The sidearm lefty remained in to face both Crawford and Peña and the pair of left-handers drove in runs to pull their team within two.

Lopez’s recent troubles and Hideki Okajima’s unavailability were not worrisome since Manny Delcarmen’s emergence as a reliable middle-inning go-to guy. Delcarmen struck out three in his one and one-third inning appearance to set up Jonathan Papelbon.

I think Papelbon contrives little rules for him to keep when closing out a game to keep it interesting. The prescript for this game: get three outs, at least two of them punch outs, in ten pitches or less. Cake.

As NESN cameras panned Fenway, a spirit of camaraderie fitting of the holiday was apparent for the most part. But when a bat flung from the hands of a flailing Ortiz found its way into the stands, two patrons battled tooth and nail for the memorabilia.

Not even Wally garbed in Uncle Sam duds could have brokered peace between the combatants. One fan triumphed and greedily clutched his prize to his chest. This is what makes our country great. God shed his grace on thee.

July 4, 2007

Ēsu [エース]

Game 82: July 3, 2007
Devil Rays 1 L: Scott Kazmir (5-5) 33-49, 9 game losing streak
8-15-4 series record
WinRed Sox 4 W: Daisuke Matsuzaka (10-5) 51-31, 2 game winning streak
18-7-3 series record
Highlights: When romanized, the “e” in a Japanese word is pronounced with the long “a” sound, as in neighbor and weigh. A macron over a letter indicates stretching the sound one syllable longer. Therefore, ēsu sounds like the English word it was derived from, “ace.” Loanwords like this one are written in katakana, the more angular syllabary that is also used for emphasis and foreign names. On pace for 20 wins, it’s not a stretch to use the term to describe Matsuzaka.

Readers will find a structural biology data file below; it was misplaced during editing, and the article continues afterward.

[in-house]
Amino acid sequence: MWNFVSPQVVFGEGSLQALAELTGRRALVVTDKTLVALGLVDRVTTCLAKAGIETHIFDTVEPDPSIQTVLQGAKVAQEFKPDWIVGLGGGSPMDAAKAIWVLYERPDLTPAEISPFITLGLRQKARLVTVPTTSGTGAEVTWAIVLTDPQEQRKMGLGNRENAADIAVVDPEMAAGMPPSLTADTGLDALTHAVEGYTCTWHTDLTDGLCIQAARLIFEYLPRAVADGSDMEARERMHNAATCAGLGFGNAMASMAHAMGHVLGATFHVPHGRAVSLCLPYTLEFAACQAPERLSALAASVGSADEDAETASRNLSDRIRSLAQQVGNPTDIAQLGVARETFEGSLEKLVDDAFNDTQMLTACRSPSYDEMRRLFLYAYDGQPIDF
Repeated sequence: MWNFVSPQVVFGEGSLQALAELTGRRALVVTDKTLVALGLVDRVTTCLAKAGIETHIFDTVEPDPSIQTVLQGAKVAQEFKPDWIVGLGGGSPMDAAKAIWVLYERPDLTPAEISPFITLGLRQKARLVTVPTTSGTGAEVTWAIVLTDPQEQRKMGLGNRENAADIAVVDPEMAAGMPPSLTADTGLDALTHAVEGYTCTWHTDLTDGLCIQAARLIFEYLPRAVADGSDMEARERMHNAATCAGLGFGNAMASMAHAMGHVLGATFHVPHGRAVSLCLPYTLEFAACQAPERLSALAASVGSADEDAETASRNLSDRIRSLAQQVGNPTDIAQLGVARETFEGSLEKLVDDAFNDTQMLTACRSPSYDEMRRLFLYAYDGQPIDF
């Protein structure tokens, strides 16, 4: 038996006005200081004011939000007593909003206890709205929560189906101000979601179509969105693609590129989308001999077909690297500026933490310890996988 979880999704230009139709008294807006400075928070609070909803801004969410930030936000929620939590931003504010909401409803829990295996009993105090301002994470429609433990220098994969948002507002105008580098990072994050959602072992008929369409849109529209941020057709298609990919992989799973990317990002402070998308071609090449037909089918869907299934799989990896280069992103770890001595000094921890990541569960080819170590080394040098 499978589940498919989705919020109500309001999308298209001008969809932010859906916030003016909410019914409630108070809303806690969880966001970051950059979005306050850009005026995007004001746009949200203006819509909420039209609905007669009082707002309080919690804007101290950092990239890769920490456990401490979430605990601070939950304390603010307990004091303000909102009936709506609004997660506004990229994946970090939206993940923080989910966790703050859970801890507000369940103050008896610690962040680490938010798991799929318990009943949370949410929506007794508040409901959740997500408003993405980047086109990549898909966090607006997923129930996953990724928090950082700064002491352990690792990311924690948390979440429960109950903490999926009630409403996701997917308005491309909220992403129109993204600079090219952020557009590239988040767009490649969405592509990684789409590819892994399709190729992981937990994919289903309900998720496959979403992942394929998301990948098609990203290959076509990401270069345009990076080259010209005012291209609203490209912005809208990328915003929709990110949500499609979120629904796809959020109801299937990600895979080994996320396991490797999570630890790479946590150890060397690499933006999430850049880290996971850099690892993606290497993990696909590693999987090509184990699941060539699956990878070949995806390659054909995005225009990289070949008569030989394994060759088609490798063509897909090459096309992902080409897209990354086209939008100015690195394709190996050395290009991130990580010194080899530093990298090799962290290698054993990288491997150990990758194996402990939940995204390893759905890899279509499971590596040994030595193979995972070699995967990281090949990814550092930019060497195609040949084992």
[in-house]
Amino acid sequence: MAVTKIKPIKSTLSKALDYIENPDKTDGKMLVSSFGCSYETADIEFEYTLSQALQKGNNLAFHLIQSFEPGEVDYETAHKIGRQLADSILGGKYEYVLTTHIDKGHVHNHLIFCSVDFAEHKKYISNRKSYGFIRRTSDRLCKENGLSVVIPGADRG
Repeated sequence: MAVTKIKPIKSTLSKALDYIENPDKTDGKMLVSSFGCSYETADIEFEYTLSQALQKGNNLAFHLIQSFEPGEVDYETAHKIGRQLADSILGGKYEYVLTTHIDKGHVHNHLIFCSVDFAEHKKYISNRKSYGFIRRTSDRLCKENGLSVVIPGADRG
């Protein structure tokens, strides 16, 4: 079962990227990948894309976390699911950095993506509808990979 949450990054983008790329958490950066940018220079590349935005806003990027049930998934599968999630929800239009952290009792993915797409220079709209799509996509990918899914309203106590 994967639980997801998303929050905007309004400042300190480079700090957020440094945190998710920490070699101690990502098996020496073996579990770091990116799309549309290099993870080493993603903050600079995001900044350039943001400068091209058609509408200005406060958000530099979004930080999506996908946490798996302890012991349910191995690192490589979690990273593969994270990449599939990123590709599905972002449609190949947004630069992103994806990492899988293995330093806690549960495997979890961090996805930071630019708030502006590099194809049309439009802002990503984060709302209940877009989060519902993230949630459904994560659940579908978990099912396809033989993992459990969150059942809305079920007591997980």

Just over halfway through the season and the Red Sox clashed against the Devil Rays at last. Where have they been all season? This is exactly the type of team Boston should face to further build their lead in the AL East. To wit:

  • The Devil Rays hill staff have the worst ERA in the majors at 5.59. It has accumulated more strikeouts than any other AL team with 588 but are also fourth in the AL for bases on balls, trailing their cellar mates Texas, Baltimore, and New York.
  • That strikeout tendency carries over to the other side of the plate; their bashers lead the AL with 645 whiffs and are fifth in walks drawn with just 251. For comparison’s sake, the Red Sox have struck out 493 times and lead the AL in bases on balls with 346.

Boston gave their rookie starter an early lead by capitalizing on Scott Kazmir’s lack of control. Kazmir looked more the greenhorn as he dolled out free passes to Manny Ramirez, Kevin Youkilis, and Mike Lowell to commence the bottom half of the second. Then Jason Varitek eked a single run with a ground ball bobbled by the versatile but ham-handed Ty Wigginton and Wily Mo Peña struck out spectating; he was by far the inferior Peña last night.

The scene was too reminiscent of the many squanders strewn throughout Matsuzaka’s starts. That Julio Lugo’s spot came up in this spot was doubly discouraging.